The Honorable Richard H. Battey, United States District Judge for the District of South Dakota. -2-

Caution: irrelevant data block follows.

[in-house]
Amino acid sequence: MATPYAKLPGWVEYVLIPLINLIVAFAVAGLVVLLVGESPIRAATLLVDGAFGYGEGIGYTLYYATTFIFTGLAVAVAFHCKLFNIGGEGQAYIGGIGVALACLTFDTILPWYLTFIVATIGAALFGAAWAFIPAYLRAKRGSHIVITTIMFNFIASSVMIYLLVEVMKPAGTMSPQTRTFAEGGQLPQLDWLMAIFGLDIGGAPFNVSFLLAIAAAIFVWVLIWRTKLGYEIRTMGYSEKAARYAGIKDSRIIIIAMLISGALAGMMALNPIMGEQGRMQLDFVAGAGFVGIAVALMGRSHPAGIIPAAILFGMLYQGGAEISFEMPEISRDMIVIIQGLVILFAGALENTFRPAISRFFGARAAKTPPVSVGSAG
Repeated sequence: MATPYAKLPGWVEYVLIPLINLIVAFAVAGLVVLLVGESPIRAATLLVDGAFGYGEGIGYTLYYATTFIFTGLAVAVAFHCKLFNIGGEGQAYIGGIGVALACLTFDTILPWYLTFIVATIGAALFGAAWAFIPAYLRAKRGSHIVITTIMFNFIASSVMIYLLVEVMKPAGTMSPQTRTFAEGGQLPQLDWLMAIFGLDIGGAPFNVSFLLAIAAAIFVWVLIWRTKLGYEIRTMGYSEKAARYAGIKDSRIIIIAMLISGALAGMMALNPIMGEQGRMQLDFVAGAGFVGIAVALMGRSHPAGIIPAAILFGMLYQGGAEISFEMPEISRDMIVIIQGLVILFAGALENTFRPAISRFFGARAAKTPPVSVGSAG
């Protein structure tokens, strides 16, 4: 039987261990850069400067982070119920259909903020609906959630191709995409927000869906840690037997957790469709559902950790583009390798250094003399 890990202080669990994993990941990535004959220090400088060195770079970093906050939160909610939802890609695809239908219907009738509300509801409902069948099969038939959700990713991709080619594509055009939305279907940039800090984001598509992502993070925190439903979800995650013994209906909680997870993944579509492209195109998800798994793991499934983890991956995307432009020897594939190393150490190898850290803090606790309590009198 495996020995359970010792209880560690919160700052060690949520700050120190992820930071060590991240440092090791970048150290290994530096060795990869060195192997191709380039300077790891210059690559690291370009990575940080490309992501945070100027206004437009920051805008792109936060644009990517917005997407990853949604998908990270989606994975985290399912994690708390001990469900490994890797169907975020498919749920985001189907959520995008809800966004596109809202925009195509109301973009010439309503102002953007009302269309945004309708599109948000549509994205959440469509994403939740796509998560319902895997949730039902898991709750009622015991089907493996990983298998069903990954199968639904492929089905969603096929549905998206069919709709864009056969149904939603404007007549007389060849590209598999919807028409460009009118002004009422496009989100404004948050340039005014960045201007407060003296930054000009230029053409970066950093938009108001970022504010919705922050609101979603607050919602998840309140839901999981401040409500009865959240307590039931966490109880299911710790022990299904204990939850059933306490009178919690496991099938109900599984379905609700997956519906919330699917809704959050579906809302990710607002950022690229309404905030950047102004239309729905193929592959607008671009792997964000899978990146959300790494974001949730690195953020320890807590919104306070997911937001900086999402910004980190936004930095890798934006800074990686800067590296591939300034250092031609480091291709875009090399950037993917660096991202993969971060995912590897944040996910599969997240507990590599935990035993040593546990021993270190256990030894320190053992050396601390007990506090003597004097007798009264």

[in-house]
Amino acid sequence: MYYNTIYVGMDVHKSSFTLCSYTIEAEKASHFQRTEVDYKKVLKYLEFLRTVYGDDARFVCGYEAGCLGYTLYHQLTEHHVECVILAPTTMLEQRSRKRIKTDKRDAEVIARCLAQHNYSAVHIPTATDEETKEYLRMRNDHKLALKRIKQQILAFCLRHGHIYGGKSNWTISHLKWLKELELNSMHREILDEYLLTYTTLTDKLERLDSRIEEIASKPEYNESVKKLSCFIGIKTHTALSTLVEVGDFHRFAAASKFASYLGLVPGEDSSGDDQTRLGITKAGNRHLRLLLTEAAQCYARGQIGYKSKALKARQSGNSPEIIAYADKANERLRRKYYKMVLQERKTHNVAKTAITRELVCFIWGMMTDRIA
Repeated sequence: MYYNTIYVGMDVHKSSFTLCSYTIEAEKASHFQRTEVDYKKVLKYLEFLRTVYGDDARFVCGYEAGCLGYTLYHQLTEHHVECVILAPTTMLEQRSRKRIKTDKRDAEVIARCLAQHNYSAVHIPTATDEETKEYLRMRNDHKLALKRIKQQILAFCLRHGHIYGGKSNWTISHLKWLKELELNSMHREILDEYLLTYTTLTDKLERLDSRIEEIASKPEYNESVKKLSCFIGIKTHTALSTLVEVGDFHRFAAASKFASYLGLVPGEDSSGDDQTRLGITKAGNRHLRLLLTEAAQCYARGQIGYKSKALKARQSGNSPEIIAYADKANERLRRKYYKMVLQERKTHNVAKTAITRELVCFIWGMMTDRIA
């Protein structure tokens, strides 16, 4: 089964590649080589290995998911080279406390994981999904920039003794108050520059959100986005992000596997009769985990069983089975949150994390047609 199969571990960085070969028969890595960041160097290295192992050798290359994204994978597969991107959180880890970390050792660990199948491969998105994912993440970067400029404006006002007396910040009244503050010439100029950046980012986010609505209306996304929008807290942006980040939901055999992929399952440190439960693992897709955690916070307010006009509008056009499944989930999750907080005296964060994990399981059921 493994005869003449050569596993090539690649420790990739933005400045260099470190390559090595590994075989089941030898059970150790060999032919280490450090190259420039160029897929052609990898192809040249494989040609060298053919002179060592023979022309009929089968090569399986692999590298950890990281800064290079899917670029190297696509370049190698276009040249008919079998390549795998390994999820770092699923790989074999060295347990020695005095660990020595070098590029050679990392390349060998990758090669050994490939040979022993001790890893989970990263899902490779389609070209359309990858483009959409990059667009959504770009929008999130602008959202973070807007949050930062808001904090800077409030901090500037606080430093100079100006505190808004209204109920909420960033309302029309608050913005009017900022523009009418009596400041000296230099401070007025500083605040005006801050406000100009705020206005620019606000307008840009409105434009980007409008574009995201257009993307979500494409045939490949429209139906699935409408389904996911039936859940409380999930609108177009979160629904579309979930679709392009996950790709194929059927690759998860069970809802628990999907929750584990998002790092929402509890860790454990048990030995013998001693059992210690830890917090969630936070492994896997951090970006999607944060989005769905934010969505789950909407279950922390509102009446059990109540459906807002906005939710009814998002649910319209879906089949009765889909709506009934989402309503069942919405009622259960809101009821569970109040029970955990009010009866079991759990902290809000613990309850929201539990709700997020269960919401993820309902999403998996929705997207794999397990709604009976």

Bear and Tyon subsequently pleaded guilty pursuant to written plea agreements to one count each of conspiracy to distribute a controlled substance, in violation of 21 U.S.C. §§ 846, 841(a)(1), and 841(b)(1)(a). Ghost Bear and Tyon's plea agreements contained provisions waiving their right to appeal. Both appeal waivers, however, included exceptions for challenges to the district court's jurisdiction as well as the "right to appeal the sentence for a determination of `reasonableness' should the Court impose a sentence above the advisory guideline range established by the Court for the offense." At sentencing, Ghost Bear sought a two-level reduction of his offense level for acceptance of responsibility, see U.S.S.G. § 3E1.1(a). The district court declined to apply the two-level reduction. Ultimately, the district court imposed a sentence of 151 months on Ghost Bear and 120 months on Tyon, both sentences within the Guidelines range. Ghost Bear and Tyon timely appeal. II We review the district court's subject matter jurisdiction de novo. See Keene Corp. v. Cass, 908 F.2d 293, 296 (8th Cir. 1990). As a starting point, 18 U.S.C. § 3231 provides that "[t]he district courts of the United States shall have original jurisdiction, exclusive of the courts of the States, of all offenses against the laws of the United States." Ghost Bear and Tyon cite the so-called "Bad Men" provision of the Fort Laramie Treaty of 1868, which states: